Did the weekend turn out to be a wash? The latest poll from Morning Consult and Politico, taken after the release of the “grab her by the p****” tape from Donald Trump and the debate with Hillary Clinton, shows that … not much has changed. Respondents thought Hillary won the debate and deplored the tape, but the race went from Hillary up six points in the previous Morning Consult poll to Hillary up five:

Hillary Clinton won the second debate and leads Donald Trump by five points in a new POLITICO/Morning Consult poll that also shows voters perceive the Republican Party bitterly divided four weeks before Election Day.

Clinton leads Trump in the four-way race for the presidency among likely voters, 42 percent to 37 percent, with Gary Johnson at 10 percent and Jill Stein at three percent. In the initial two-way ballot, Clinton’s lead is also five points, 46 percent to 41 percent.

That sounds bad until one checks out the results from the previous week. Prior to both the tape and the debate, Hillary led Trump 42/36 in the four-way race, and by seven points head-to-head, 46/39. The differences between the two polls are all in the margin of error, but in both races, Trump actually edged upward from last week.

What does that mean? It could have meant that Trump won the debate and mitigated the damage from the tape, but the poll itself shows that respondents viewed Hillary as the winner by a 42/28 margin. The results seem to indicate that while voters think Trump’s remarks were despicable, the tape didn’t change anyone’s minds about Trump himself, or the election.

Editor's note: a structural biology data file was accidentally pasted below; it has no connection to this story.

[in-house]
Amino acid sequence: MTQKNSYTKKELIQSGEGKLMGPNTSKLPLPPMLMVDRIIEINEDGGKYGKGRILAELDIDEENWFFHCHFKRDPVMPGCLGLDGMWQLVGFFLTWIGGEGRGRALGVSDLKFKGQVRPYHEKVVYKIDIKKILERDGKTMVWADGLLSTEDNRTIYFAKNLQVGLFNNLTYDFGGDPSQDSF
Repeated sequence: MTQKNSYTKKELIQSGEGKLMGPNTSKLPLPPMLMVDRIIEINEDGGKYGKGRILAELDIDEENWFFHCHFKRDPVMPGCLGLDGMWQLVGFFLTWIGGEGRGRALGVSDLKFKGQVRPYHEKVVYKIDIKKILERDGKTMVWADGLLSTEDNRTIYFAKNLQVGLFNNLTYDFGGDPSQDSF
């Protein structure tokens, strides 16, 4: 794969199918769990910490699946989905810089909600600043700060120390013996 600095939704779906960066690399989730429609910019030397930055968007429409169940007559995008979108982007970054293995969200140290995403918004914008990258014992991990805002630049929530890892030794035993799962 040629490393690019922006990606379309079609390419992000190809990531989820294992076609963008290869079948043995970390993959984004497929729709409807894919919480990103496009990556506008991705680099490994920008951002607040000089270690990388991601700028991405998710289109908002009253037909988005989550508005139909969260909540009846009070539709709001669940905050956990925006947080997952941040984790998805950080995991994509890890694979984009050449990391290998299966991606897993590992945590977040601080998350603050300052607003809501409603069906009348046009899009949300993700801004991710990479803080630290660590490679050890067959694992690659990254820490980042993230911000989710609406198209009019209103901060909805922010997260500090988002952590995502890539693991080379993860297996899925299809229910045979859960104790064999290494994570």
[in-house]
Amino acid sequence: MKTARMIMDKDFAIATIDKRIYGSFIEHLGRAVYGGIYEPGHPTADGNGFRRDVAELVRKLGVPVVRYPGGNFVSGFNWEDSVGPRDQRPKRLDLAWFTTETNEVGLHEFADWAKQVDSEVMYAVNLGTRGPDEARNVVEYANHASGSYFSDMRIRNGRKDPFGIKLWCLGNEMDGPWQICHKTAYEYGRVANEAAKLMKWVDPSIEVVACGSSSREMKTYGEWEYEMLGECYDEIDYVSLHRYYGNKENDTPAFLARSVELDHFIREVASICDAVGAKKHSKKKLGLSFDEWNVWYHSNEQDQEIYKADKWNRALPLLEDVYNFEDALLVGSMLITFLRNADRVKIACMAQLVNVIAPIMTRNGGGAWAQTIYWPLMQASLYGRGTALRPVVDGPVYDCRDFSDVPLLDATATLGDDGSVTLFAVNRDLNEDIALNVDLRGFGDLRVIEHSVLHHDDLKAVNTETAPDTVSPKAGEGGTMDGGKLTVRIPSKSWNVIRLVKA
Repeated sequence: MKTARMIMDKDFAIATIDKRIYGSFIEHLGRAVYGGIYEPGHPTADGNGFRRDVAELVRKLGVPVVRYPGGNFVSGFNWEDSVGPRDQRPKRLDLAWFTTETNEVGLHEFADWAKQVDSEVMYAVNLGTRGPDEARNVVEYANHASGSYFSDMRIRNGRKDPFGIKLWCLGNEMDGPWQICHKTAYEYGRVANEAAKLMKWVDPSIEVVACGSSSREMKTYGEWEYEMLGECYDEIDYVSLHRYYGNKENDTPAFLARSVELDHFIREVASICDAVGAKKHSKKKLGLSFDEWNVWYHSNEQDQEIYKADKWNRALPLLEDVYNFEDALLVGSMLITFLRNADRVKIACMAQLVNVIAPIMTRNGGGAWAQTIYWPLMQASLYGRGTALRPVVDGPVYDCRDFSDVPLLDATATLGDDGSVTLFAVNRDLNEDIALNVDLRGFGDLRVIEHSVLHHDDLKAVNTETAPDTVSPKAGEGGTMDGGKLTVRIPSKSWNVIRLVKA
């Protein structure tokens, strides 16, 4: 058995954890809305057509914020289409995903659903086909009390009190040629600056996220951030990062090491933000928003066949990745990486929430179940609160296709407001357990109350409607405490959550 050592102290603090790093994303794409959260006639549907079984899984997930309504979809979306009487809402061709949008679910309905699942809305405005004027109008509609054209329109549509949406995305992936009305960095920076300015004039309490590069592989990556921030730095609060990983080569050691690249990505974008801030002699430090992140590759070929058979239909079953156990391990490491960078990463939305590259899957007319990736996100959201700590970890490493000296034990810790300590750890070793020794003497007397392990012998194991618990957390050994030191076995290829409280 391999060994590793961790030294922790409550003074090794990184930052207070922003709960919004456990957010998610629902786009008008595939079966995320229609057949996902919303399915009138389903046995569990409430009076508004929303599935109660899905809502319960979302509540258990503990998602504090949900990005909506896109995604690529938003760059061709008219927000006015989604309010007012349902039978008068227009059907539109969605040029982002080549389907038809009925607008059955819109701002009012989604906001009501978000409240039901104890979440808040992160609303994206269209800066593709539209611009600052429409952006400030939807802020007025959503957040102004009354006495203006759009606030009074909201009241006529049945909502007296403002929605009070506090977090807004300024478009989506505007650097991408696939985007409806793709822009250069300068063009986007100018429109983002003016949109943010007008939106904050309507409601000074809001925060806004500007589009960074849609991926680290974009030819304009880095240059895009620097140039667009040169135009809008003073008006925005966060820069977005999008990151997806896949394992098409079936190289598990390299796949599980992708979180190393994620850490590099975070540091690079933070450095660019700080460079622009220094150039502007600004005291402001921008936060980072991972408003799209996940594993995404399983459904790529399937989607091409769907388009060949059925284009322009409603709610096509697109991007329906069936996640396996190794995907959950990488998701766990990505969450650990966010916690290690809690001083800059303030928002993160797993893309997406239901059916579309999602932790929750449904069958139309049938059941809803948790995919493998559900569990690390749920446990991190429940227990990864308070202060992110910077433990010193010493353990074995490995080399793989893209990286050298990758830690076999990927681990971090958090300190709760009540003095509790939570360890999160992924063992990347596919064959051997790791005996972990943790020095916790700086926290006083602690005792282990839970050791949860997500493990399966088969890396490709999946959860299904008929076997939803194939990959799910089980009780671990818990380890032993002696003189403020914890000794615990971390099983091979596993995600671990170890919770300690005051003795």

If that’s the case, though, it’s not all good news for Republicans. The tape has saturated enough to reach 81% of respondents in this poll, and 40% say that Trump should have withdrawn. Another 46% believe it reflects Trump’s true views about women, and a narrow 43/41 plurality want other Republican leaders to repudiate Trump. Thirty-five percent say it will make them less likely to vote for a Republican who continues to support Trump, about which more in a moment.

What does that all mean? Taken together, it suggests that Trump is close to a ceiling of support. He’s not dropping down after the tape (and debate), but he doesn’t have much room to add voters now. The best case scenario for Trump is that the tape is the last big oppo hit and its impact fades, Hillary starts bleeding support from progressives as her speech transcripts keep rolling out, and Trump’s base is enough to win in a low-turnout election. Anything other than that and it’s almost certainly a loss for Trump.

On the Congressional question, prospects don’t look quite as dire for the GOP, although Politico paints them as such:

But in addition to Trump’s deficit — which is actually smaller in the POLITICO/Morning Consult poll than in some other public surveys — there are other warning signs for Republicans. Democrats have a five-point on the generic congressional ballot, 44 percent to 39 percent. Three-quarters of all voters, and 76 percent of Republicans, say the GOP is divided today, compared with only 10 percent who say it is united.

The divided/united question is meaningless, and the generic ballot difference overstated. A five-point gap in this measure only suggests a minor advantage for Democrats, who routinely underperform this measure. They need to pick up 30 seats in order to win back the House, and the last time they managed that in 2006 (31 seats), they had generic-ballot leads nearing 20 points. Republicans might want those numbers to tighten up, but this result would keep them in firm command of the lower chamber — and it doesn’t appear that Trump’s impacting that either.